In recent years true crime has been absolutely everywhere – wherever you turn there’s a low-lit doc and dramatic B-roll of blood splatters and dropped murder weapons. Such is the obsession, that articles have now started coming out questioning whether it’s morally correct to sensationalise gruesome, barbaric crimes?
This critically acclaimed fictional series features history’s most brutal killers – Ed Kemper, Charles Manson, Monte Rissell, Richard Speck – without glamorising their crimes. It does this by focusing less on the actual killing, and more on the inner workings of the criminals’ messed up minds.
Mindhunter begins in 1977 and follows the story of FBI hostage negotiator Holden Ford, who becomes concerned after seeing a growing number of murders take place where the perpetrator’s actions are random, spontaneous, and can’t be explained. He pals up with Bill Tench, a behavioural science specialist, and the two set off on what is essentially a tour of America’s most deplorable killers, interviewing convicts and cops to unpick the knotty psychologies of those driven to kill.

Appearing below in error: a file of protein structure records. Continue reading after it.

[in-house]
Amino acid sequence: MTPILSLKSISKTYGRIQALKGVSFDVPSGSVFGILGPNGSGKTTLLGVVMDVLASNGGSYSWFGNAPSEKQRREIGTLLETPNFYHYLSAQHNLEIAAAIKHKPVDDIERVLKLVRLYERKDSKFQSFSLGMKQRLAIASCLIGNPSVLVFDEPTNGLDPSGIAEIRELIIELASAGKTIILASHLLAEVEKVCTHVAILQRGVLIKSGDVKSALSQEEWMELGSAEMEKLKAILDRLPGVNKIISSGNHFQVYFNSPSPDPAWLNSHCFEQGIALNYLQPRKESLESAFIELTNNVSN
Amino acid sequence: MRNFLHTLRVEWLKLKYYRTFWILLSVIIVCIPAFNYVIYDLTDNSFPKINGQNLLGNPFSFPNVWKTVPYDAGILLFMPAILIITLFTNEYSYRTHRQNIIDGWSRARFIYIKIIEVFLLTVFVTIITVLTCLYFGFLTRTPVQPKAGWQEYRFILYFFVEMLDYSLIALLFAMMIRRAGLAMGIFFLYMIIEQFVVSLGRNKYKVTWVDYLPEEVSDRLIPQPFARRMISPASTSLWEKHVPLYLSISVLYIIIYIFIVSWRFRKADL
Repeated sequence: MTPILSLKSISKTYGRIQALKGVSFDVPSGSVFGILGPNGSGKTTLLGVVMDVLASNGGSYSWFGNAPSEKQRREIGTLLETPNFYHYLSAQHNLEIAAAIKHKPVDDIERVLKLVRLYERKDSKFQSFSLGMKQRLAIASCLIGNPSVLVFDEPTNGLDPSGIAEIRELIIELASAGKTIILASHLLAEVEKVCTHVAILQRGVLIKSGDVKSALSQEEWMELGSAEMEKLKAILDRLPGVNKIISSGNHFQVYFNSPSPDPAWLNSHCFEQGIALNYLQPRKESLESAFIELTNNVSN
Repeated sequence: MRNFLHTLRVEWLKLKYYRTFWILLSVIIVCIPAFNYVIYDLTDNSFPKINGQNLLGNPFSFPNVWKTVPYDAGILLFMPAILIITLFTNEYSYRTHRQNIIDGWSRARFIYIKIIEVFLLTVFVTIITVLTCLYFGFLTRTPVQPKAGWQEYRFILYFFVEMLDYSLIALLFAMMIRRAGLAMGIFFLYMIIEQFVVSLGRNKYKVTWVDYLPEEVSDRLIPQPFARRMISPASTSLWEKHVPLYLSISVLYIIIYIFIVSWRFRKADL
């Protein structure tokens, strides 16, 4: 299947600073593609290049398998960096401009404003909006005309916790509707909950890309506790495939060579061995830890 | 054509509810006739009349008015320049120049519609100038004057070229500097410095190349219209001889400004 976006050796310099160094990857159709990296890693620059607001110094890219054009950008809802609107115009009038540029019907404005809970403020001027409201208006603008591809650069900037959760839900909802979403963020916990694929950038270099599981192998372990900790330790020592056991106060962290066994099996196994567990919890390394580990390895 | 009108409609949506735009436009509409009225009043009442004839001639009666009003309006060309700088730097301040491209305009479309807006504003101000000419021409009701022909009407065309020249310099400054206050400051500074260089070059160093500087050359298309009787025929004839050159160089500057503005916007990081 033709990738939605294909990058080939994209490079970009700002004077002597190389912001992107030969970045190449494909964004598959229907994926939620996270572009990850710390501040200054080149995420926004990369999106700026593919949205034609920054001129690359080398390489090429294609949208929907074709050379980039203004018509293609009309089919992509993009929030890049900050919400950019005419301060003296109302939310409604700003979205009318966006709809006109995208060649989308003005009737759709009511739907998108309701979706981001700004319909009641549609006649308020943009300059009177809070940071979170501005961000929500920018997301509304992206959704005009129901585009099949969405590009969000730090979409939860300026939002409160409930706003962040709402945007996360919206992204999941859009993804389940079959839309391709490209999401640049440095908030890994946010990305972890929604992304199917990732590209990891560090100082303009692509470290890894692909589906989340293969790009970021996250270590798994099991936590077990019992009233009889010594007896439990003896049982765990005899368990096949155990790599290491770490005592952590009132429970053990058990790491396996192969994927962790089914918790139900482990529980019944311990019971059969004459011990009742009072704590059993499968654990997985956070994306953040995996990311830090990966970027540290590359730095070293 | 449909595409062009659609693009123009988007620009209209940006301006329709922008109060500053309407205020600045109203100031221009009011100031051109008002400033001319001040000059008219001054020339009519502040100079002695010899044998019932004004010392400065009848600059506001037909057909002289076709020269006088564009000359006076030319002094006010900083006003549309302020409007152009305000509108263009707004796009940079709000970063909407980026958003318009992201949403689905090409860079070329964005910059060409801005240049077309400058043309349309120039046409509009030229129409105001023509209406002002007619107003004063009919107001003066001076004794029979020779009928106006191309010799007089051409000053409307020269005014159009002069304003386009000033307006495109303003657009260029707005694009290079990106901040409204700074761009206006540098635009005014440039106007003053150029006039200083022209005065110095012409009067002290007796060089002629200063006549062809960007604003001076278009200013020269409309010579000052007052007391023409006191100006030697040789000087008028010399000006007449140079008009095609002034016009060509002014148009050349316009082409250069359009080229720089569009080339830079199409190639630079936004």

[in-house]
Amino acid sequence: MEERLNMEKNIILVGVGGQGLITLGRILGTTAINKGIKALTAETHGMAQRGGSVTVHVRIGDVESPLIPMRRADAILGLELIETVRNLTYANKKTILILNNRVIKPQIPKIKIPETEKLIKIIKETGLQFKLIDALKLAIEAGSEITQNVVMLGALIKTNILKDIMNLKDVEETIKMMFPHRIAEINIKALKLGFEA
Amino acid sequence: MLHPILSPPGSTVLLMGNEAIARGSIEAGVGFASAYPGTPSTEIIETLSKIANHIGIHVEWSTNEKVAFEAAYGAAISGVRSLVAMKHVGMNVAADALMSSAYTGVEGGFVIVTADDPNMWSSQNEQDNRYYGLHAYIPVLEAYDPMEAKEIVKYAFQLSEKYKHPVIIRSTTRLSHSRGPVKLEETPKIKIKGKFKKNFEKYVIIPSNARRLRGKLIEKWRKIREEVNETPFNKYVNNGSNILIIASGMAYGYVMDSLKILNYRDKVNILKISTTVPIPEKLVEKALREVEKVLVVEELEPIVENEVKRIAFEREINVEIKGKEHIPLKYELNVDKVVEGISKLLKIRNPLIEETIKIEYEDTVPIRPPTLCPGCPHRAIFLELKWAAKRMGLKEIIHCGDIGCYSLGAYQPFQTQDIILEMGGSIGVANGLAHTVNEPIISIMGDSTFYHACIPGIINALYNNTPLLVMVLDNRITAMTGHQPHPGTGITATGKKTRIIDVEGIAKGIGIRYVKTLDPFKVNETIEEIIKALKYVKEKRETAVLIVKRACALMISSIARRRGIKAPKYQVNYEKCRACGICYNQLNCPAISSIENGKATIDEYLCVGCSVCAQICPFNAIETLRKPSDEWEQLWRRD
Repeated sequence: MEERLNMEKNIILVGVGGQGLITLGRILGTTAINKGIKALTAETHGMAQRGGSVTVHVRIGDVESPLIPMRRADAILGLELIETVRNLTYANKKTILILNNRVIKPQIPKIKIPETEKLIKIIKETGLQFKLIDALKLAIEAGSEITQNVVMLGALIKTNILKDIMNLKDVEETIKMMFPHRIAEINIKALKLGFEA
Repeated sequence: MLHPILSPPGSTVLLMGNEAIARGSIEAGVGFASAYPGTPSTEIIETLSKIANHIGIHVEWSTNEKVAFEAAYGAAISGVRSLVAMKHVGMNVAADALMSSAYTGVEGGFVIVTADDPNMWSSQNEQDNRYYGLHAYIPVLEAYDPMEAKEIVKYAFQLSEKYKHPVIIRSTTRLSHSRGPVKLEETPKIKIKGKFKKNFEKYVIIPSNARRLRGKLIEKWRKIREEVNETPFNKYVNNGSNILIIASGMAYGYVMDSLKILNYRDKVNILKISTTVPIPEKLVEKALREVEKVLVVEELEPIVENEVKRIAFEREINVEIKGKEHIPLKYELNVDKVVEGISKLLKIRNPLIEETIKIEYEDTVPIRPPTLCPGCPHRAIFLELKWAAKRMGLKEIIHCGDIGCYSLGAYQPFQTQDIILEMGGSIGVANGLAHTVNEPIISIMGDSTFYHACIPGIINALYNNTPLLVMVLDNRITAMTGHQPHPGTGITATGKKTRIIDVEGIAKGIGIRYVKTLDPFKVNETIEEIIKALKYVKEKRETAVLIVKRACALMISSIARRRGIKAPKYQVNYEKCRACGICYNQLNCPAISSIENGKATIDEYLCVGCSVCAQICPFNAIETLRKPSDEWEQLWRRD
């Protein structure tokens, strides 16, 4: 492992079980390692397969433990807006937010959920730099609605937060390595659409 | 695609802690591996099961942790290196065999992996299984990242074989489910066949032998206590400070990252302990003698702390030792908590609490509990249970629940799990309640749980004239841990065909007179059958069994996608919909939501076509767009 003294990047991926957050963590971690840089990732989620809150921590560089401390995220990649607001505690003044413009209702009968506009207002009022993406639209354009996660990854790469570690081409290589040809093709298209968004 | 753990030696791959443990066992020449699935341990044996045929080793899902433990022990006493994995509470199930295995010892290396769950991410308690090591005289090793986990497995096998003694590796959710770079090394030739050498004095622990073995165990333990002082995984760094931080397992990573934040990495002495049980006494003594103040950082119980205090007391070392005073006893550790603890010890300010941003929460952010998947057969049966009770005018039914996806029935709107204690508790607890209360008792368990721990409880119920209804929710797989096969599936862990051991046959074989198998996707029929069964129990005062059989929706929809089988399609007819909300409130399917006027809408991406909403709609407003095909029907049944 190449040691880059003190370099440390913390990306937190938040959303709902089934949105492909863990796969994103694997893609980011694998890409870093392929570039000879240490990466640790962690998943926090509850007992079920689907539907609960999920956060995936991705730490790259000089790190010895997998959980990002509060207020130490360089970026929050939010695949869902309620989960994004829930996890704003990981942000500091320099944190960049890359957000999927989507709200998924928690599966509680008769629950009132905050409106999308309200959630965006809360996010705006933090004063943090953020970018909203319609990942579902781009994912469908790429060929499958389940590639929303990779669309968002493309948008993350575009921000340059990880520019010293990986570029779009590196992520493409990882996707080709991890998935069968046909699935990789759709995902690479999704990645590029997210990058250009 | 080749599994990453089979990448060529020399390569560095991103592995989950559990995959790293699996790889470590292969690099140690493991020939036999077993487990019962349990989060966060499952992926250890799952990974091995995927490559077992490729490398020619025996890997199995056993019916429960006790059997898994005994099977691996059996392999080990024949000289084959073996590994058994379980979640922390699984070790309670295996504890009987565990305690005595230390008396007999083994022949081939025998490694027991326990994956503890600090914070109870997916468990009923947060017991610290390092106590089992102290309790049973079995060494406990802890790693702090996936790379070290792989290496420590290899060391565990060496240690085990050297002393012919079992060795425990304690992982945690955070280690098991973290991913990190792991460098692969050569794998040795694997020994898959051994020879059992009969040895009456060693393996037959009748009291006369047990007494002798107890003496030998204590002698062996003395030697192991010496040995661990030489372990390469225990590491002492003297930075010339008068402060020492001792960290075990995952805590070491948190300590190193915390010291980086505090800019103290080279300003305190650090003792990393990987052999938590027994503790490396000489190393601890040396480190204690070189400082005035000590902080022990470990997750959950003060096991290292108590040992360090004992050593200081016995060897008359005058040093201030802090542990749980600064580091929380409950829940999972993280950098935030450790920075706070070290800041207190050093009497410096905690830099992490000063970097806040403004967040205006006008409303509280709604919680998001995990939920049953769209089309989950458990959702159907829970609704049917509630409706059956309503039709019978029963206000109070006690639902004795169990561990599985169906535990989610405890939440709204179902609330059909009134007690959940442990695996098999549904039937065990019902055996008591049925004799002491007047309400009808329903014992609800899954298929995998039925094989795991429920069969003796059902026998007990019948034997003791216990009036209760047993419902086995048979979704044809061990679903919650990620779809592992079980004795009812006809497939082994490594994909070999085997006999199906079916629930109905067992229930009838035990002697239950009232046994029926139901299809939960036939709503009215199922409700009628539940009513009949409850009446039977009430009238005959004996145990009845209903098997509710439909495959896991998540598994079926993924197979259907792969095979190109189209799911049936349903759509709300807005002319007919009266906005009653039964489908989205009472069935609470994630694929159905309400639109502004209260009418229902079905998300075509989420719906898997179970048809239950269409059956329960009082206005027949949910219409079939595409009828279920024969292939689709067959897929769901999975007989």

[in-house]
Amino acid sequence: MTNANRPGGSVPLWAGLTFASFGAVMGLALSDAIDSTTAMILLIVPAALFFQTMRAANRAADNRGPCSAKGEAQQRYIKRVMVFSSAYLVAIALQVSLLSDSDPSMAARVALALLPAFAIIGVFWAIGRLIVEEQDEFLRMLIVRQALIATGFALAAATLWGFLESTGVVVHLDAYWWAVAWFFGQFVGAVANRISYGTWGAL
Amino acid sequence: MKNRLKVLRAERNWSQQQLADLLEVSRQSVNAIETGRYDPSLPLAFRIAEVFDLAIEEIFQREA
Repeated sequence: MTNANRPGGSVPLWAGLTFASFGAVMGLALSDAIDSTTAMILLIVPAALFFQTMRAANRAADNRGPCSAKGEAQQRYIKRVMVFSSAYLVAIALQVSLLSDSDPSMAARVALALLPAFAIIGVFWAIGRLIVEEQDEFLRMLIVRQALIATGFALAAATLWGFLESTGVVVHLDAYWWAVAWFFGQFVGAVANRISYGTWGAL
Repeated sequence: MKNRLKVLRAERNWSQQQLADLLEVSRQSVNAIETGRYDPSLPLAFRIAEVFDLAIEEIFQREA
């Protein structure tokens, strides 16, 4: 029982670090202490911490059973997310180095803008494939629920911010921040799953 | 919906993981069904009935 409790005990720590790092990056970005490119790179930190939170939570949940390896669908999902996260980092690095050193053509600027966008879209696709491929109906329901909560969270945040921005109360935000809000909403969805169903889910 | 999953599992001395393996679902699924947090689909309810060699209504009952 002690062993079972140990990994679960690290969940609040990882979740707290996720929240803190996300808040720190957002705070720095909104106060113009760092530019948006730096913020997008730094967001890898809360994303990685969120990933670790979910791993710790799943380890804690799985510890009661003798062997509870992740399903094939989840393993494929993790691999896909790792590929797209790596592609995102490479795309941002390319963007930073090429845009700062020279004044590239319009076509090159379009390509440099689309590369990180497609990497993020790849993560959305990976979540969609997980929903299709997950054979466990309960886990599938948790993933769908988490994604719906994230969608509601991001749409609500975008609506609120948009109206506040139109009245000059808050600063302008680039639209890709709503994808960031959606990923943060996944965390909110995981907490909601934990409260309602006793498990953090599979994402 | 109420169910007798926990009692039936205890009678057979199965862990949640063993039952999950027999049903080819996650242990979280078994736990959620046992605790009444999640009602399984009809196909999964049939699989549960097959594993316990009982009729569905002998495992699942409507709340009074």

Directed by David Fincher, the series for the most part remains gore-free. And to be honest, it doesn’t need it. The accounts given by these killers are more than gruesome enough. But the shock factor isn’t the only source of entertainment – Holden and Tench are brilliantly complex characters. Tench is a tough and tortured family man, whilst Holden’s a by-the-book good guy, yet also unnervingly unpredictable. A bit like the killers he’s interviewing… And in later episodes they are joined by the psychologist Dr Wendy Carr, who is wonderfully played by Anna Torv. With these intricate characters and the deplorable criminals featured, the show soon becomes a frank and matter-of-fact exploration of the human mind.
We mentioned earlier that the show was critically acclaimed, and here’s the evidence. The Independent’s Christopher Hooton says, “the pleasure in the series is in its slow, systematic approach,” rather than “a major climax or twist,” whilst James Poniewozik of The New York Times says Fincher “gives Mindhunter that restrained sensibility: micro-eruptions of primal blood through a facade of clean meticulous order.”
The second season received equal praise, with Jack Seale in The Guardian calling it “TV’s classiest guilty pleasure.” However, we’re yet to see a third season, and we might never see it according to David Fincher. In an interview with Vulture in 2020, the director expressed that for how much the show cost to make, it didn’t get a large enough audience.
Maybe our Must readers can change that fate…
First shown October 2017. You can watch the trailer by pressing play on the show image, or by clicking here.